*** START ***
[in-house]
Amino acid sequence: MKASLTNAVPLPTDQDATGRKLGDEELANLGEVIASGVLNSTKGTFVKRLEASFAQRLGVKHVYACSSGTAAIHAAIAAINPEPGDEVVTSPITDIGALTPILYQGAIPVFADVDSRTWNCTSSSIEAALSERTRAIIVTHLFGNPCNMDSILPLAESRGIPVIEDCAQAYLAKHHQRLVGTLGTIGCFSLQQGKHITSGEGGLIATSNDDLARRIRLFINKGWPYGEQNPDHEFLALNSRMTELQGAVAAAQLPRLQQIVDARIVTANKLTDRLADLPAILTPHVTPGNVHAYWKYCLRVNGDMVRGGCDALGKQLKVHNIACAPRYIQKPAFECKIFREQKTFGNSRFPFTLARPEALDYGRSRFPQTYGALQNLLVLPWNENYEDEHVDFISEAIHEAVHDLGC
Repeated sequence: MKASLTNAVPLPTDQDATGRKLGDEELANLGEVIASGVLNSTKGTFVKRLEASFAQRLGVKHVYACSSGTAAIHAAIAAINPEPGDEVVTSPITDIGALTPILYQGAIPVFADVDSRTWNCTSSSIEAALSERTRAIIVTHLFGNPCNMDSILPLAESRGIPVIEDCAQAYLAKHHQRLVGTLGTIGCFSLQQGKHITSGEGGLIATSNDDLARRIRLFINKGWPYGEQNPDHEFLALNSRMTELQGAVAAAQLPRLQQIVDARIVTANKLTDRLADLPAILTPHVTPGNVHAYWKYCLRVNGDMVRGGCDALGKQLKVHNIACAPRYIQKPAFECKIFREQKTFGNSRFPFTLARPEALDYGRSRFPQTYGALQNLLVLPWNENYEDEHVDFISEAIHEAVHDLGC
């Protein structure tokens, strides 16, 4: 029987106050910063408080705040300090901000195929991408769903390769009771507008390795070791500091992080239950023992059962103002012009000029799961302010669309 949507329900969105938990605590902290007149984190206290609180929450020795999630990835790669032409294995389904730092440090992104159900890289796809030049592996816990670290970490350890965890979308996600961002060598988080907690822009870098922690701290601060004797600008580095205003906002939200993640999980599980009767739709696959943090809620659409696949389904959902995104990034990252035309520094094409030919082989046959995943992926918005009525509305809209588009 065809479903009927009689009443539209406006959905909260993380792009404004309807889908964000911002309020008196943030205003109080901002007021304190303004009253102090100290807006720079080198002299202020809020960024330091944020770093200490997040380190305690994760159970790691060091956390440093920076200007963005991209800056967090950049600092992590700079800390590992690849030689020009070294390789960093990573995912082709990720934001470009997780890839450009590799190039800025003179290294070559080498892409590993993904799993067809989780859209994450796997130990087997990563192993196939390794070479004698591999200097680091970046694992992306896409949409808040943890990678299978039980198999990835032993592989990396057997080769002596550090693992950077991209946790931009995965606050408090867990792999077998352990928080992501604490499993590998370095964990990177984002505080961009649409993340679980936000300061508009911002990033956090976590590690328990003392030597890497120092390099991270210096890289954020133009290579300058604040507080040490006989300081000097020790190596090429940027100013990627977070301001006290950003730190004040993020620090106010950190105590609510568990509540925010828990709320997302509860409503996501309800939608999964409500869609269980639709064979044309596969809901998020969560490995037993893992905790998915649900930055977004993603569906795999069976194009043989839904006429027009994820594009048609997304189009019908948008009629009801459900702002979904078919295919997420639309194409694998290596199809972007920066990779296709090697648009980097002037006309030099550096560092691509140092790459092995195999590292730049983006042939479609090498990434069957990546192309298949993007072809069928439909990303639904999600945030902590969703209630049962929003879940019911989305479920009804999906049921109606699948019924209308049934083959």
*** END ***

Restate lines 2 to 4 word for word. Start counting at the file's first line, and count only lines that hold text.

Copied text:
Amino acid sequence: MKASLTNAVPLPTDQDATGRKLGDEELANLGEVIASGVLNSTKGTFVKRLEASFAQRLGVKHVYACSSGTAAIHAAIAAINPEPGDEVVTSPITDIGALTPILYQGAIPVFADVDSRTWNCTSSSIEAALSERTRAIIVTHLFGNPCNMDSILPLAESRGIPVIEDCAQAYLAKHHQRLVGTLGTIGCFSLQQGKHITSGEGGLIATSNDDLARRIRLFINKGWPYGEQNPDHEFLALNSRMTELQGAVAAAQLPRLQQIVDARIVTANKLTDRLADLPAILTPHVTPGNVHAYWKYCLRVNGDMVRGGCDALGKQLKVHNIACAPRYIQKPAFECKIFREQKTFGNSRFPFTLARPEALDYGRSRFPQTYGALQNLLVLPWNENYEDEHVDFISEAIHEAVHDLGC
Repeated sequence: MKASLTNAVPLPTDQDATGRKLGDEELANLGEVIASGVLNSTKGTFVKRLEASFAQRLGVKHVYACSSGTAAIHAAIAAINPEPGDEVVTSPITDIGALTPILYQGAIPVFADVDSRTWNCTSSSIEAALSERTRAIIVTHLFGNPCNMDSILPLAESRGIPVIEDCAQAYLAKHHQRLVGTLGTIGCFSLQQGKHITSGEGGLIATSNDDLARRIRLFINKGWPYGEQNPDHEFLALNSRMTELQGAVAAAQLPRLQQIVDARIVTANKLTDRLADLPAILTPHVTPGNVHAYWKYCLRVNGDMVRGGCDALGKQLKVHNIACAPRYIQKPAFECKIFREQKTFGNSRFPFTLARPEALDYGRSRFPQTYGALQNLLVLPWNENYEDEHVDFISEAIHEAVHDLGC
């Protein structure tokens, strides 16, 4: 029987106050910063408080705040300090901000195929991408769903390769009771507008390795070791500091992080239950023992059962103002012009000029799961302010669309 949507329900969105938990605590902290007149984190206290609180929450020795999630990835790669032409294995389904730092440090992104159900890289796809030049592996816990670290970490350890965890979308996600961002060598988080907690822009870098922690701290601060004797600008580095205003906002939200993640999980599980009767739709696959943090809620659409696949389904959902995104990034990252035309520094094409030919082989046959995943992926918005009525509305809209588009 065809479903009927009689009443539209406006959905909260993380792009404004309807889908964000911002309020008196943030205003109080901002007021304190303004009253102090100290807006720079080198002299202020809020960024330091944020770093200490997040380190305690994760159970790691060091956390440093920076200007963005991209800056967090950049600092992590700079800390590992690849030689020009070294390789960093990573995912082709990720934001470009997780890839450009590799190039800025003179290294070559080498892409590993993904799993067809989780859209994450796997130990087997990563192993196939390794070479004698591999200097680091970046694992992306896409949409808040943890990678299978039980198999990835032993592989990396057997080769002596550090693992950077991209946790931009995965606050408090867990792999077998352990928080992501604490499993590998370095964990990177984002505080961009649409993340679980936000300061508009911002990033956090976590590690328990003392030597890497120092390099991270210096890289954020133009290579300058604040507080040490006989300081000097020790190596090429940027100013990627977070301001006290950003730190004040993020620090106010950190105590609510568990509540925010828990709320997302509860409503996501309800939608999964409500869609269980639709064979044309596969809901998020969560490995037993893992905790998915649900930055977004993603569906795999069976194009043989839904006429027009994820594009048609997304189009019908948008009629009801459900702002979904078919295919997420639309194409694998290596199809972007920066990779296709090697648009980097002037006309030099550096560092691509140092790459092995195999590292730049983006042939479609090498990434069957990546192309298949993007072809069928439909990303639904999600945030902590969703209630049962929003879940019911989305479920009804999906049921109606699948019924209308049934083959």